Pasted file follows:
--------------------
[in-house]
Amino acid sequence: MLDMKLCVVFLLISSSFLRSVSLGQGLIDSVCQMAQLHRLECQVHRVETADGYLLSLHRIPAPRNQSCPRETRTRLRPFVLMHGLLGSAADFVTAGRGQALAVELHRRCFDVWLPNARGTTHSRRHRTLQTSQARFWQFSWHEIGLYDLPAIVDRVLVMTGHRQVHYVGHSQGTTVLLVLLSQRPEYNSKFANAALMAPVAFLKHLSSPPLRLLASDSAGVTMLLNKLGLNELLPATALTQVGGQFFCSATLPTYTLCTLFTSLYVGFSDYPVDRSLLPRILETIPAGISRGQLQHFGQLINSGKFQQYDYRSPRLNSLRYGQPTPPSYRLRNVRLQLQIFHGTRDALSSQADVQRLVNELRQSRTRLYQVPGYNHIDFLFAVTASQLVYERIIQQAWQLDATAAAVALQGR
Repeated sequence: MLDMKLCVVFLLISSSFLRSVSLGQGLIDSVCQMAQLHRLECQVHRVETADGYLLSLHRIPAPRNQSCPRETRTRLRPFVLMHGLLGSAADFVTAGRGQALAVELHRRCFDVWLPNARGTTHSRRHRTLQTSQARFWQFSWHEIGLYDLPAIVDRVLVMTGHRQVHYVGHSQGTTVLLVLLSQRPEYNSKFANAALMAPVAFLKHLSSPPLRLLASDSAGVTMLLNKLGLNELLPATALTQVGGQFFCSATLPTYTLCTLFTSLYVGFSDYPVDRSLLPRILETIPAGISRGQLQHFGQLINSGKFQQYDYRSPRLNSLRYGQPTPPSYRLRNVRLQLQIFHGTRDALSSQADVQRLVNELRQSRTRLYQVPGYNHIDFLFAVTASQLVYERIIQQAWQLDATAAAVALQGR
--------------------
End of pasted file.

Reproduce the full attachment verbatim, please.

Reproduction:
[in-house]
Amino acid sequence: MLDMKLCVVFLLISSSFLRSVSLGQGLIDSVCQMAQLHRLECQVHRVETADGYLLSLHRIPAPRNQSCPRETRTRLRPFVLMHGLLGSAADFVTAGRGQALAVELHRRCFDVWLPNARGTTHSRRHRTLQTSQARFWQFSWHEIGLYDLPAIVDRVLVMTGHRQVHYVGHSQGTTVLLVLLSQRPEYNSKFANAALMAPVAFLKHLSSPPLRLLASDSAGVTMLLNKLGLNELLPATALTQVGGQFFCSATLPTYTLCTLFTSLYVGFSDYPVDRSLLPRILETIPAGISRGQLQHFGQLINSGKFQQYDYRSPRLNSLRYGQPTPPSYRLRNVRLQLQIFHGTRDALSSQADVQRLVNELRQSRTRLYQVPGYNHIDFLFAVTASQLVYERIIQQAWQLDATAAAVALQGR
Repeated sequence: MLDMKLCVVFLLISSSFLRSVSLGQGLIDSVCQMAQLHRLECQVHRVETADGYLLSLHRIPAPRNQSCPRETRTRLRPFVLMHGLLGSAADFVTAGRGQALAVELHRRCFDVWLPNARGTTHSRRHRTLQTSQARFWQFSWHEIGLYDLPAIVDRVLVMTGHRQVHYVGHSQGTTVLLVLLSQRPEYNSKFANAALMAPVAFLKHLSSPPLRLLASDSAGVTMLLNKLGLNELLPATALTQVGGQFFCSATLPTYTLCTLFTSLYVGFSDYPVDRSLLPRILETIPAGISRGQLQHFGQLINSGKFQQYDYRSPRLNSLRYGQPTPPSYRLRNVRLQLQIFHGTRDALSSQADVQRLVNELRQSRTRLYQVPGYNHIDFLFAVTASQLVYERIIQQAWQLDATAAAVALQGR